Saturday, 26 November 2011

I still remember

My current hearing aid

The titanium attachment point for my hearing aid

I still remember, at the age of four, fighting with my parents because I didn't want to take my hearing aid out at bedtime.

I didn't want to miss anything while I was sleeping.

This encounter sets the tone for my lifelong relationship with medical intervention - I love anything that allows me to interact more fully with the world around me.

Yes, it can be hard to be different, especially as a teenager/young adult, but I was so grateful for the hearing aid (now converted to a bone-anchored device fixed into the side of my skull) that allowed me to follow conversations, even in groups. So grateful for the wheelchair that allowed me to get out of the house and go on the holiday where I met my husband. So grateful for the breathing treatments and steroids that keep me out of hospital (most of the time), and for the painkillers that take the edge off the pain enough that I can smile and mean it.

Of course, it would be easier if I could function normally without all the medications and medical aids, but given that isn't really an option, I'll continue to be grateful for the things that allow me to participate in the life that I love so much.

This post was written as part of NHBPM - 30 health posts in 30 days:


  1. Oooh, you have a BAHA. Does that mean that your loss is primarily conductive? I have a primarily conductive loss in my left ear (and now my right ear is going too) so, things like cochlear implants aren't even an option for me as my hearing continues to keep going. I definitely hear you on the part where it can be hard to be the different one (having multiple disabilities myself) but that some of the tech can be such a gateway to things that would otherwise be so inaccessible to us. Or just make things so much easier (Like using an FM system instead of interpreters for a meeting or being able to go out to a restaurant with friends).

  2. Hello Shosh15!

    How cool that you know about he BAHA - I've never come across anyone before who knows about them. Sorry to hear about your own hearing loss and other disabilities, but I'm glad to 'meet' you and look forward to getting to know you better.

    You asked if my hearing loss is primarily conductive, and the answer to that is sort-of! I have total sensorineural hearing loss in my left ear, but only mild-moderate mixed conductive and sensorineural loss in my right. The aim of the BAHA for me is to give a boost to my overall hearing and to give awareness of the sounds from my deaf side. I love it!


  3. Hey Jo!

    Nice to meet you too!

    I do know about BAHA's :-D I used to go to school to be a sign language interpreter here before my hearing loss got to the point that I needed surgery and a hearing aid. So, I know lots of things about hearing loss that lots of people don't. Like how to read an audiogram. That is exciting :-D I like having my hearing too, but am I the only one who finds that after a whole day of listening I am more than ready to take it off and be in a quiet world again?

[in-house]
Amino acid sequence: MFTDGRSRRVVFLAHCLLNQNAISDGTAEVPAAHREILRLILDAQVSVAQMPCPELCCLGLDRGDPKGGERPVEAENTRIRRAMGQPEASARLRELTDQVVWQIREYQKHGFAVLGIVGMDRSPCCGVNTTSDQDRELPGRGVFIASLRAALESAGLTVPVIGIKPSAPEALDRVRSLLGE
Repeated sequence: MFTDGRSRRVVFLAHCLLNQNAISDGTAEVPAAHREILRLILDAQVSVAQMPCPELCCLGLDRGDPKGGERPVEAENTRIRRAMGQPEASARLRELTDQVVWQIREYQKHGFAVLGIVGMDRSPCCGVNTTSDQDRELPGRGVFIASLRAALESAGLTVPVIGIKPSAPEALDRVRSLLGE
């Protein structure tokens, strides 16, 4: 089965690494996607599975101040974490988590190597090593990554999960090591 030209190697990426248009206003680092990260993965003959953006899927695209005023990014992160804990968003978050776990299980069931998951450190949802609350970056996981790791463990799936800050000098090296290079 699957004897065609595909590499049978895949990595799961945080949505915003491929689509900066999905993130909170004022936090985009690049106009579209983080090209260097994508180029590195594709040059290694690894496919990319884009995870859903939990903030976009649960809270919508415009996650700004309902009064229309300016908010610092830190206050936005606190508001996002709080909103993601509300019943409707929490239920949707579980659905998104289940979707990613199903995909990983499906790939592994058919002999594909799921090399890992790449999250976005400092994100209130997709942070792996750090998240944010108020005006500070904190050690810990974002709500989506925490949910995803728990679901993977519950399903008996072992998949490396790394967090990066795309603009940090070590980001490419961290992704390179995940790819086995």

Btw if you want to check out my blogging, it's at (I blog there as Shoshana :-) )

    Talk to you soon!


  4. Hi Shosh!

    Thanks for sharing your blog. I'll definitely check it out. As a fellow Raveler, I hope there will be lots of yarn-related goodness!

    That is so cool that you're a sigh language interpreter. I sign (British Sign Language only) and used to volunteer in schools for children with hearing difficulties, and then later in a school for children with mixed disabilities, where I helped in a class of children who were both deaf and blind (and totally adorable)! Sadly, I can't sign for long anymore, and sometimes not at all because of my joints.

    I think that now I do agree with you that it's a relief to be able to blur the noise of the world after a long day,and there are days when the BAHA doesn't get worn at all (today will be one of those days), but generally I'm thrilled with it.

    Thanks again for your comment. I'll see you over at your blog and on later!


  5. Sadly on Shameless there is no yarn-y goodness, but I'm more than happy to share the yarn through email if you want to chat that way (recognizing that with fatigue etc. it can be sporadic on both ends) my email is the name I use here if you want to chat :-)

    I am sad to report that I am not actually a sign language interpreter. I never finished the program and while I moonlighted for an interpreter at placement a couple of weeks ago I will never be paid for doing so. Now I'm in school to become a Child and Youth Care worker. I'm not sure if they are known as the same thing on your side of the pond. It's kind of like a social worker who specializes in working with children, youth and their families. So, right now I'm doing my placement at a school for the Deaf here, actually with the mental health agency that is on the school's campus. So, I get to work in sign and with the Deaf community all the time, and be in an environment where I am the same as people and don't have to worry about arranging for accommodations (For the hearing loss anyway). It is such an awesome thing!